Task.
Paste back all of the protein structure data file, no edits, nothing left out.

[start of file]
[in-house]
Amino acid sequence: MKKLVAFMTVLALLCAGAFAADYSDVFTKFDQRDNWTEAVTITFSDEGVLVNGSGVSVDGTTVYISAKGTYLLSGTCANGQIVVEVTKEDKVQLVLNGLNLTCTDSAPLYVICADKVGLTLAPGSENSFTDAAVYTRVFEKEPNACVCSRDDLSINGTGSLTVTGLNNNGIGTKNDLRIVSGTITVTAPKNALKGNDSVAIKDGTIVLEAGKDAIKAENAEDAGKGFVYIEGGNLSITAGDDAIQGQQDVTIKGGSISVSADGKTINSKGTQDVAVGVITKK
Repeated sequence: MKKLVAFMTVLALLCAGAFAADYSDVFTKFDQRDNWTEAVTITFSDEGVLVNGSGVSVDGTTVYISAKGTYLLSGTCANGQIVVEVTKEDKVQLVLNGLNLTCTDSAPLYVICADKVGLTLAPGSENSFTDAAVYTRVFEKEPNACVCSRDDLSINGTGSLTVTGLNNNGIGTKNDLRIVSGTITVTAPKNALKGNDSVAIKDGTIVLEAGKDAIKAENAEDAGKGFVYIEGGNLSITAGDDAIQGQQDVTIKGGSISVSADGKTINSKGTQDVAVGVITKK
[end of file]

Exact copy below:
[in-house]
Amino acid sequence: MKKLVAFMTVLALLCAGAFAADYSDVFTKFDQRDNWTEAVTITFSDEGVLVNGSGVSVDGTTVYISAKGTYLLSGTCANGQIVVEVTKEDKVQLVLNGLNLTCTDSAPLYVICADKVGLTLAPGSENSFTDAAVYTRVFEKEPNACVCSRDDLSINGTGSLTVTGLNNNGIGTKNDLRIVSGTITVTAPKNALKGNDSVAIKDGTIVLEAGKDAIKAENAEDAGKGFVYIEGGNLSITAGDDAIQGQQDVTIKGGSISVSADGKTINSKGTQDVAVGVITKK
Repeated sequence: MKKLVAFMTVLALLCAGAFAADYSDVFTKFDQRDNWTEAVTITFSDEGVLVNGSGVSVDGTTVYISAKGTYLLSGTCANGQIVVEVTKEDKVQLVLNGLNLTCTDSAPLYVICADKVGLTLAPGSENSFTDAAVYTRVFEKEPNACVCSRDDLSINGTGSLTVTGLNNNGIGTKNDLRIVSGTITVTAPKNALKGNDSVAIKDGTIVLEAGKDAIKAENAEDAGKGFVYIEGGNLSITAGDDAIQGQQDVTIKGGSISVSADGKTINSKGTQDVAVGVITKK